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By Jeff Tucker

There’s a growing public dialogue about what the future may look like once the COVID-19 pandemic bottoms out. Absent a sense of when that might be, it still may not be too soon to think about what the “new normal” could look like.

While for-profit businesses large and small are rightly focused on supporting their employees, customers, and suppliers, the world of nonprofits may need to add to that list some additional stakeholders. Outreach to donors, patrons, partners, and underwriters will need to be rethought. And marketing playbooks will need adjusting to accommodate big and unexpected changes in business models which suddenly seem out-of-date.

We also know that the for-profit businesses and nonprofits that came through past recessions relatively unharmed were those that never stopped communicating with consumers, embraced a proactive posture throughout, and rethought marketing strategies and community outreach as circumstances impacted end-user behavior.

If you’re a nonprofit in this downturn, you’re likely shut down, cash-strapped, and facing the hard choices of furloughing or dismissing staff. Have you focused at all on considering what tools and strategies you’ll need to have in place to get ready for a turnaround when it finally arrives?

The Council of Nonprofits, a national association of nonprofit organizations, has told members to focus on securing and maintaining adequate financing as priority #1. That means tapping into every possible financial stream available, via banks and community foundations, and other grant-making partners, as well as any avenues for local, state, and federal assistance. 

All businesses, nonprofits included, should also become familiar with the levels of assistance that might be available to employees and families through the Family First Coronavirus Response Act (FFCRA). Paid family leave and emergency paid sick leave are available to large sectors of the nation’s workforce. Small businesses can apply for payroll tax deferrals during the pandemic.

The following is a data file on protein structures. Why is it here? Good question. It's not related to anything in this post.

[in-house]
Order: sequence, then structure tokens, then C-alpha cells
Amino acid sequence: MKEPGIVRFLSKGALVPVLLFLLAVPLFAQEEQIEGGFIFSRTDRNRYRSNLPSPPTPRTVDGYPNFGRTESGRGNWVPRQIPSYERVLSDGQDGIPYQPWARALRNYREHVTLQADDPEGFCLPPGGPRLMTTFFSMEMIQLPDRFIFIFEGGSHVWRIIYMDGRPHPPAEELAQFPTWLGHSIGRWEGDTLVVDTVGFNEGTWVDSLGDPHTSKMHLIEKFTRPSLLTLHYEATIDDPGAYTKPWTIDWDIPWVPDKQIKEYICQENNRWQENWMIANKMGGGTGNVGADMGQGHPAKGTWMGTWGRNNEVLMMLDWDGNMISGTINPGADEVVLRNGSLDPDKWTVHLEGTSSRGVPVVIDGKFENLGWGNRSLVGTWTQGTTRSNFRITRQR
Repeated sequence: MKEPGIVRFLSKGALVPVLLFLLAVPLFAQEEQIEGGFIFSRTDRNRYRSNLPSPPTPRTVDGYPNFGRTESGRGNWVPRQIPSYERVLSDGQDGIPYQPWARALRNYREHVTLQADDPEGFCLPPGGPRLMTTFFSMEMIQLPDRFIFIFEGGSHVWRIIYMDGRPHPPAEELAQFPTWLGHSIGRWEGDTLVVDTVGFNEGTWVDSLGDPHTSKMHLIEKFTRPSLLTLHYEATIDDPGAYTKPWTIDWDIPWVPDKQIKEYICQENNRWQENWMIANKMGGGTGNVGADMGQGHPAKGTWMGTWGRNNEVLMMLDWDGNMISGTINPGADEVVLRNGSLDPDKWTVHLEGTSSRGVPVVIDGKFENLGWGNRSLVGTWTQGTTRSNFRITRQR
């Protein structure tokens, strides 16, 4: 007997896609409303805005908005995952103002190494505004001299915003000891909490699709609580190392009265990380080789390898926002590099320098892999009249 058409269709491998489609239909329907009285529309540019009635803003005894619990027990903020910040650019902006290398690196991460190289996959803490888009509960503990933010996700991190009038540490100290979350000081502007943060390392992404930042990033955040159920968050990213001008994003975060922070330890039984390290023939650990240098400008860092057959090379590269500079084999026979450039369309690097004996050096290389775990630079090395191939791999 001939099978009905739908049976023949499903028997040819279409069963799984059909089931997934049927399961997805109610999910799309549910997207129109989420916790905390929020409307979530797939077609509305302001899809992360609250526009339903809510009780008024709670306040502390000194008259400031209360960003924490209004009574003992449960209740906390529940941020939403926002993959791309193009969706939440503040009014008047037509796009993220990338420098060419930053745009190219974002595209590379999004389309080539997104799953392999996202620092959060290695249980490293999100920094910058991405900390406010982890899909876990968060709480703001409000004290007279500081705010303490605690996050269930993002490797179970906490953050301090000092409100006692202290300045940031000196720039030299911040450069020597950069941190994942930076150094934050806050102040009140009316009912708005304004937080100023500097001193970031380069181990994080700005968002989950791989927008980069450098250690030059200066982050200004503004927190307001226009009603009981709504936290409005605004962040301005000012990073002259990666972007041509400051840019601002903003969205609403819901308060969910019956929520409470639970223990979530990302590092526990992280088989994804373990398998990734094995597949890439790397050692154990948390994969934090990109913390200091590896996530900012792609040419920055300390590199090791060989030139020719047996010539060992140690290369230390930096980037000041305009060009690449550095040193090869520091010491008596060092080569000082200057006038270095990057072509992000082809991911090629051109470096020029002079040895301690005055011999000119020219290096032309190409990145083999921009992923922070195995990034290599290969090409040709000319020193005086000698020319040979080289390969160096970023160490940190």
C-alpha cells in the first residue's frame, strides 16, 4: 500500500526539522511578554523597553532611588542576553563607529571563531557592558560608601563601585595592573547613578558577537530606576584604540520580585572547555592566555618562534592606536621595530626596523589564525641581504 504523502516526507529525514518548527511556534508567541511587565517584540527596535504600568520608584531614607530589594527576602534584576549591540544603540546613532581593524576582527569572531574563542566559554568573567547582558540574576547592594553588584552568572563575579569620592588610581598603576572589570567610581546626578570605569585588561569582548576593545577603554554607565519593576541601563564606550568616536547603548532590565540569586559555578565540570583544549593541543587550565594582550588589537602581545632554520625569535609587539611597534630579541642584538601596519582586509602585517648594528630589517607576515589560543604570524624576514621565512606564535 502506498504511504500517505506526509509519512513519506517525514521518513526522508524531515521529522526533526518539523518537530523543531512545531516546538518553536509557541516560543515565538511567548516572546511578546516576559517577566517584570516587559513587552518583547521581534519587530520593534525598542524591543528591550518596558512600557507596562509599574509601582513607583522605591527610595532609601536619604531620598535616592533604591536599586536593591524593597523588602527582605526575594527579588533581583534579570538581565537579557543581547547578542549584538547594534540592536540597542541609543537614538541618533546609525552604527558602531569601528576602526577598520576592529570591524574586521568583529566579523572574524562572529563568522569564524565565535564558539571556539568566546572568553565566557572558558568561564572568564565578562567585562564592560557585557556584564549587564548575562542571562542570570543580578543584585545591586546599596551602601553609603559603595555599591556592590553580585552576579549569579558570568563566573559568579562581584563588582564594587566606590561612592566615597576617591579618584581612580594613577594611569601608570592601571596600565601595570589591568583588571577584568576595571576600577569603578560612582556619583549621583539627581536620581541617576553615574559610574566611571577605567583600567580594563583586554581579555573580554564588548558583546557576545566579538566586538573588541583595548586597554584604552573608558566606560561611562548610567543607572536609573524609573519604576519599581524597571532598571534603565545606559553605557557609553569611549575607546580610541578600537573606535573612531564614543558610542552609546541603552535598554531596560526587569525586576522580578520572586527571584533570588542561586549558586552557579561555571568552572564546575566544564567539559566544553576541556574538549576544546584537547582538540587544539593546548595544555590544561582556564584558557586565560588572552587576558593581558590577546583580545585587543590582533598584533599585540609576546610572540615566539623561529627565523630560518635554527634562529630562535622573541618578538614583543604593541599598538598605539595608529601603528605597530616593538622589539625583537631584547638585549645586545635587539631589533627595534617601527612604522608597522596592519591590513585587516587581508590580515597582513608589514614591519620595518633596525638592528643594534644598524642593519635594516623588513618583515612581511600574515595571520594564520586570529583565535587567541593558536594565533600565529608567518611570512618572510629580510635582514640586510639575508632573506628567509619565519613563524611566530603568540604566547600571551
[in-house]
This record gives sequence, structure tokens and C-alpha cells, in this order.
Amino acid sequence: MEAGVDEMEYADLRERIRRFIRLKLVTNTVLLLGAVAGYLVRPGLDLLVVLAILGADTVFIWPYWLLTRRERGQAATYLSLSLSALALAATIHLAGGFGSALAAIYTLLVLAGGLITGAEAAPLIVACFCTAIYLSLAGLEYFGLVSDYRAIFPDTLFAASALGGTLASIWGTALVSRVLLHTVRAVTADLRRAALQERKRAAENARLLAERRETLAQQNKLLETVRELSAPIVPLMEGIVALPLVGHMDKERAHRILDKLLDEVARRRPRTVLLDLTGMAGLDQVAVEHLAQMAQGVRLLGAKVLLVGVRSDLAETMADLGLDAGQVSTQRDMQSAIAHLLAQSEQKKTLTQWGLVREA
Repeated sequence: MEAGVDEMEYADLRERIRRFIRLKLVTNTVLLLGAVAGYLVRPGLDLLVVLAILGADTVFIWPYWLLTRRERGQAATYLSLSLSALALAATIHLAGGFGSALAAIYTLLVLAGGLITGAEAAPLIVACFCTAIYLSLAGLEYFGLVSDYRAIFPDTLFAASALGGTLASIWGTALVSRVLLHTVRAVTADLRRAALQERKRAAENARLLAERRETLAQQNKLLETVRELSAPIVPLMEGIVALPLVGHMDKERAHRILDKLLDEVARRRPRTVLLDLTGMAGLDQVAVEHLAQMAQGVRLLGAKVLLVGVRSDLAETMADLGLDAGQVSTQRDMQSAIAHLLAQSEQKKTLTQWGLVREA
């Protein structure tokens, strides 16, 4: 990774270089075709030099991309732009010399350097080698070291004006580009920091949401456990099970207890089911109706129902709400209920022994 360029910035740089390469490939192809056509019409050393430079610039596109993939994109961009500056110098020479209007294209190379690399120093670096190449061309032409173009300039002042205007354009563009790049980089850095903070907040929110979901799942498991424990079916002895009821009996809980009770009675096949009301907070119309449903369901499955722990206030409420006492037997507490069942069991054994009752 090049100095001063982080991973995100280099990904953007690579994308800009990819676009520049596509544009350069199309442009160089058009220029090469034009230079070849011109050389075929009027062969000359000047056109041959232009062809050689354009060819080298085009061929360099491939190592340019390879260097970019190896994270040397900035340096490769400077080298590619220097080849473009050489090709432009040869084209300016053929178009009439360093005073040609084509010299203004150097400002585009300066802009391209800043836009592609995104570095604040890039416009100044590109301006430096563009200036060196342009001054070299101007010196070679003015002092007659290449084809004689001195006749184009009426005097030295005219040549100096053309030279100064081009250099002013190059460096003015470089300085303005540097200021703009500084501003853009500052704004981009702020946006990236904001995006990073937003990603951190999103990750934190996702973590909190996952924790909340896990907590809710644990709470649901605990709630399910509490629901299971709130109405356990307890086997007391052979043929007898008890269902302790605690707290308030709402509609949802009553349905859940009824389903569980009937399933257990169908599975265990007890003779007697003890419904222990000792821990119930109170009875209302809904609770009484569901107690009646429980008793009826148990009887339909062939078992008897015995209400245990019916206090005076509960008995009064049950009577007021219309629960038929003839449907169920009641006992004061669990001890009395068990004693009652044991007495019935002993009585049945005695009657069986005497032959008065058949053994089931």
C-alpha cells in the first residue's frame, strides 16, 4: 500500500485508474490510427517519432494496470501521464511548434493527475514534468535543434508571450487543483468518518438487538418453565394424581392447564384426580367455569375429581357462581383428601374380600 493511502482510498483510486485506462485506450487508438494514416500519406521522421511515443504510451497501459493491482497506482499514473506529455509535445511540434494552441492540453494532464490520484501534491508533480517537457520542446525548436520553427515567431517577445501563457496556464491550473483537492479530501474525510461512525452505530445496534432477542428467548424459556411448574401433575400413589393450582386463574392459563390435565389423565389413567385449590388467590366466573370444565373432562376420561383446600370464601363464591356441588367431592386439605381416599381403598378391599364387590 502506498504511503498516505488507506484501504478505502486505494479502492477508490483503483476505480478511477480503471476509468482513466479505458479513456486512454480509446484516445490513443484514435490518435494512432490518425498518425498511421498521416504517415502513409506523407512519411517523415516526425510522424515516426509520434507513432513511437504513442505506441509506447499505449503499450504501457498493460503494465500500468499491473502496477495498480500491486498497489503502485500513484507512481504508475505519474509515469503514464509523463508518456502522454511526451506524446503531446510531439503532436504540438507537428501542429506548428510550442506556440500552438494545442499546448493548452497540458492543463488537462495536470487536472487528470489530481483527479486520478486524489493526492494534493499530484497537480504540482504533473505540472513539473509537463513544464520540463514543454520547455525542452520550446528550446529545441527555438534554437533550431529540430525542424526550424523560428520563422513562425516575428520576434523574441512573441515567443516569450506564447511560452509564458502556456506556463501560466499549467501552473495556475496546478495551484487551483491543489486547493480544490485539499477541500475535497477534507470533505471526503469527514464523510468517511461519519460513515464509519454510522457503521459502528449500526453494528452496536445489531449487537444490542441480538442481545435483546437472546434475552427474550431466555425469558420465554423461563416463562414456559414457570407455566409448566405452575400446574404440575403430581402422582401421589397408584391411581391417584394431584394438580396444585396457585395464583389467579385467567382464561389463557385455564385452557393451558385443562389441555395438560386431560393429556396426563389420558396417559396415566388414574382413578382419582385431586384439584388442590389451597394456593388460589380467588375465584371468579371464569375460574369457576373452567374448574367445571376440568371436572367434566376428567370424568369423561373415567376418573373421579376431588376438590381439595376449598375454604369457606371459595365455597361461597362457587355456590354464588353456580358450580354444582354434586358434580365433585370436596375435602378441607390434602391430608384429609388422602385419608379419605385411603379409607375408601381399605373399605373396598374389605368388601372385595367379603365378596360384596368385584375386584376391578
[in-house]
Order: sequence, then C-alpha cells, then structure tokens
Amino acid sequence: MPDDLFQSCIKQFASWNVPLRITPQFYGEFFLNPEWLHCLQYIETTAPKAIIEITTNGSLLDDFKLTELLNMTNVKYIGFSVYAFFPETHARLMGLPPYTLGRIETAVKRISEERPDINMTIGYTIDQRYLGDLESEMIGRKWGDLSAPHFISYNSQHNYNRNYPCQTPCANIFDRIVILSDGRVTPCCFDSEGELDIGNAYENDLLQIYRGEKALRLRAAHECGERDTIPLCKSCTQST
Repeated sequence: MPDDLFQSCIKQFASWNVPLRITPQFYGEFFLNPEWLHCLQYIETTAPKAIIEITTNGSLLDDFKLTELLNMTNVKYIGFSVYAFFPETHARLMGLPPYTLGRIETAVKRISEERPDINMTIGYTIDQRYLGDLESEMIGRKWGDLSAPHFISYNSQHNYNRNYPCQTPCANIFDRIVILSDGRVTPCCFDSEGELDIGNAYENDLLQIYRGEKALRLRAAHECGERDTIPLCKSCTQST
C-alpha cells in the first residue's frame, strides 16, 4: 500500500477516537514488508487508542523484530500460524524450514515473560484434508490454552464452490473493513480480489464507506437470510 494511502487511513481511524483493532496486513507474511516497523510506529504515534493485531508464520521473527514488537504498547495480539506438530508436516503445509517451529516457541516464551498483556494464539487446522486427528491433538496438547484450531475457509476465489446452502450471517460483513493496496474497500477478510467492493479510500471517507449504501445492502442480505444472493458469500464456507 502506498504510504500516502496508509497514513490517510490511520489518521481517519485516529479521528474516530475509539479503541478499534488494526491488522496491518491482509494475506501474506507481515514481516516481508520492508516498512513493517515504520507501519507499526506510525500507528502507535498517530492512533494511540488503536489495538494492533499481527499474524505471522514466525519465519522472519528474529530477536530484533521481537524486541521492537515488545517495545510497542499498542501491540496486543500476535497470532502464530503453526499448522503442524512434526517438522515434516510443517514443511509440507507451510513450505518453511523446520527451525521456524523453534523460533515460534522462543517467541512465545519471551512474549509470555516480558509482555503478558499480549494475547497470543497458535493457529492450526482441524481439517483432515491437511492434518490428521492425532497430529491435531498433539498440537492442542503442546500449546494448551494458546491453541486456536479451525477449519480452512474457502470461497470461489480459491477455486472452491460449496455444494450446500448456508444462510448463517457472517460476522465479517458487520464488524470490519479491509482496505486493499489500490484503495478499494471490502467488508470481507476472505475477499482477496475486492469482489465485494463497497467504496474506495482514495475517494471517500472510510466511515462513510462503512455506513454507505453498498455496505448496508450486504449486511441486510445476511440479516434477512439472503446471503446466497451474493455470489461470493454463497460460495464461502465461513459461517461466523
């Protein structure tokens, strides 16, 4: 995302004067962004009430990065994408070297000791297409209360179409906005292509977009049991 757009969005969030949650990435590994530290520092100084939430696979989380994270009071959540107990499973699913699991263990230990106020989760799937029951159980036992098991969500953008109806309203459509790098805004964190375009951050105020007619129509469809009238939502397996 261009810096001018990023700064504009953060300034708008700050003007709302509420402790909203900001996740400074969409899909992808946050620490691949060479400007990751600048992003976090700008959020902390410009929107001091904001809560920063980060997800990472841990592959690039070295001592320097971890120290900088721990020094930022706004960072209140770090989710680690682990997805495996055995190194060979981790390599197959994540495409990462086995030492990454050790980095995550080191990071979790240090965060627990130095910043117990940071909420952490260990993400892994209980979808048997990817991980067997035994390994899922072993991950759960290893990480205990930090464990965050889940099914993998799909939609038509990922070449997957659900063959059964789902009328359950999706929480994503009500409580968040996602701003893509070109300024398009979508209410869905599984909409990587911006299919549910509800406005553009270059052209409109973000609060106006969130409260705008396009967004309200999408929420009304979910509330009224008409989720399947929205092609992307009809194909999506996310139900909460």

For nonprofits, that list should also include focusing on tools and strategies that will be vital in a recovery. Older nonprofit business models once focused about 80 percent of all marketing on print collateral to reach members, patrons, and donors. In more recent years, the toolkit added emails, social media, and web-based videos to position the organization.

But what tools will be most useful after the COVID-19 pandemic subsides? Certainly, more nimble tools such as podcasts, webinars, blog posts, online interviews on social media platforms—and surveys—all will continue to grow in importance.

The shift to online commerce and interface with end-users is expected to continue to thrive once the pandemic ends. Creative use of digital platforms and channels will be a catalyst for those organizations that not only survive but thrive in the ‘new normal.’